2009 saw the launch of two similar crowdsourcing platforms that ended up having very different fates. One is a household name, while the other you’ve probably never heard of. One raised a total of $185 million in venture funding, while the other raised $10 million. One has been profitable since 2010, while the other filed for bankruptcy. One is Kickstarter and the other is Quirky. Kickstarter is a household name and has been profitable since 2010 – with only $10 million in venture funding led by Union Square Ventures. Quirky on the other hand raised $185 million, never quite found the same traction as Kickstarter and ended up filing for bankruptcy in 2015. We all know of Kickstarter’s success, but what went wrong with Quirky?
What is Quirky?
Quirky launched as a crowdsourced invention platform for consumer products. The concept was that everyone has a great idea, so why not bring all those ideas together, have the community vote on the best ones, refine the idea further and then turn that idea into a real product for sale. Quirky would manufacture, market and sell the product while the ideator would be paid a royalty on each unit sold.
Value Creation & Value Capture
Quirky created value by allowing anyone from a regular Joe to a serial inventor see their ideas come to light with the help of an active community. Products that otherwise would have never seen the light of day were suddenly able to come to market. The community added value by refining product ideas collectively and making the product the best version of itself. Also, the community acted as a research panel that would vote on which product ideas they liked the best, hence bringing to market the best ideas that would expect to see traction right away. Essentially, the platform democratized new consumer product development.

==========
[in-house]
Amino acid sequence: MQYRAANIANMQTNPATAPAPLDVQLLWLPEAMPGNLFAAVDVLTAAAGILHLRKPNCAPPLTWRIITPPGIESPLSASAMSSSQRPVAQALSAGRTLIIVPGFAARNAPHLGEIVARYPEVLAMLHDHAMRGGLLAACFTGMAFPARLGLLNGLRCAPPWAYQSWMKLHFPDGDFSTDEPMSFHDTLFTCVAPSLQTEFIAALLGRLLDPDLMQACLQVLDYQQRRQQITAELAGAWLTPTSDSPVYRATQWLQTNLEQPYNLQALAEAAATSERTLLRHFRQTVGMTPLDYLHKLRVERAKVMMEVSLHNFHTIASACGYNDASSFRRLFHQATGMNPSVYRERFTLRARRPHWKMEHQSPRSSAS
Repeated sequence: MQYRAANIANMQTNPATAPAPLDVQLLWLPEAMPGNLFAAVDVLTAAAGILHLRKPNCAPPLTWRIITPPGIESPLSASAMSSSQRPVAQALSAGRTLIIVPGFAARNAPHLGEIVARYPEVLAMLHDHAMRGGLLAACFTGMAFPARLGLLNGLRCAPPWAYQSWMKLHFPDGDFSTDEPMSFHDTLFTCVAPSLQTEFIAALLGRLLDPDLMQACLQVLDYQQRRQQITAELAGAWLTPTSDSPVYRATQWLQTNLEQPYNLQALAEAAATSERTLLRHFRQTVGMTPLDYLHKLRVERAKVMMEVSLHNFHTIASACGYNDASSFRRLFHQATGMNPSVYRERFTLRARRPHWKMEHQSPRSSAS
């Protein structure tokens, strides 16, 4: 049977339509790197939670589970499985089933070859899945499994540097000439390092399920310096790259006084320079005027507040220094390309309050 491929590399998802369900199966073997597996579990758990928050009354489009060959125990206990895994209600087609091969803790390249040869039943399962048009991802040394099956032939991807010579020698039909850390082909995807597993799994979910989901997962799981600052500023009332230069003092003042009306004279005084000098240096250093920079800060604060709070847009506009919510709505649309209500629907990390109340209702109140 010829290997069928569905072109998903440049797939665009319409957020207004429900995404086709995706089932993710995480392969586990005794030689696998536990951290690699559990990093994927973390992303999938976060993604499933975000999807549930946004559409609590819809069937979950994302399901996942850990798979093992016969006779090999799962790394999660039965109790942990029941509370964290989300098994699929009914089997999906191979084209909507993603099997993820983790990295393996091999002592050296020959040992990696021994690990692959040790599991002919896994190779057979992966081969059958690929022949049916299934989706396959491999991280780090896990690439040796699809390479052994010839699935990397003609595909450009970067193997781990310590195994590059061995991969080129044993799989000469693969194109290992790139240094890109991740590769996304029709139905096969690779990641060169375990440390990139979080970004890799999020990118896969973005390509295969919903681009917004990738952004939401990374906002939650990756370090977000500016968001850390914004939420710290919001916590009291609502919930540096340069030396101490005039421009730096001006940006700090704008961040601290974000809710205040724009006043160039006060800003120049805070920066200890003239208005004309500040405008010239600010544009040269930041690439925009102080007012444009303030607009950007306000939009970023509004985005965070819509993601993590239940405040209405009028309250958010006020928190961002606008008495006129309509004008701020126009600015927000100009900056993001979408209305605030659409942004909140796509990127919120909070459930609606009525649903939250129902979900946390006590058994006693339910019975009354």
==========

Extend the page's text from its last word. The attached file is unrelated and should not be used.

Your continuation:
Value was captured by both Quirky and the ideators when products were brought to market and sold through multiple channels. This included direct sales to consumers through Quirky’s website and through retailers that stocked their products. Quirky would then share a percentage of revenue with the community, with the inventor receiving roughly 10% of all revenues generated. Quirky would control the IP rights.
Quirky’s most well-known product that went through the entire development process was the Aros smart window air conditioner. It was one of the first connected devices being developed back in 2011 when that type of development would have been restricted to major appliance manufacturers. Eventually, GE (one of Quirky’s investors), saw the traction it was getting with the community and decided to get involved and helped bring the product to life. Unfortunately, Aros would be the first and only major product that earned so much press and fanfare. Despite all the buzz, it sold less than 2,000 units.
Why Quirky Failed
Despite having $185 million in funding from blue-chip investors such as GE and Andreessen Horowitz, Quirky could not build a sustaining business model and burned through all their cash. In July 2015, they had to lay off over 100 people and later that year filed for bankruptcy. So what went wrong?
Compared to Kickstarter, Quirky’s model took on a lot of risk which I believe is the single biggest inhibitor to building a sustainable platform like this. Kickstarter as a platform crowdsources ideas and helps develop new products and ideas, but they themselves don’t take the risk of bringing those products and ideas to market. The campaign creator and backers are the ones taking all the risk. As a platform, Kickstarter has lowered its risk profile by only taking a fee on facilitating the funding. This is why Kickstarter was able to be profitable so quickly. Quirky on the other hand took all the risk by having to take the ideas being submitted through the entire development cycle. Plus, they had to help market and distribute the product, which is not their core competency. If a product was not as successful as expected, Quirky could be stuck with a lot of inventory on top of all the time invested in development. Manufacturing products in small batches is not cheap and Quirky was taking on all this risk for every product it developed through the platform.
What Could Be Done Differently?
Quirky would have been better off as a crowdsourcing platform that simply facilitated product ideation and refinement – no manufacturing and distribution. If I were running the platform, I would have de-risked their operation by partnering with existing manufacturers of the types of consumer products they were making and act as more of an ideation and curation platform for larger companies. For example, if someone had an idea for a new type of connected lamp, the community would refine and prove demand for such a product. Then Quirky would take it to someone like Phillips Lighting who would do final development, manufacturing and distribution. Quirky would still be creating value by crowdsourcing new ideas and capturing value by taking a royalty off products sold or simply selling the ideas to manufacturers.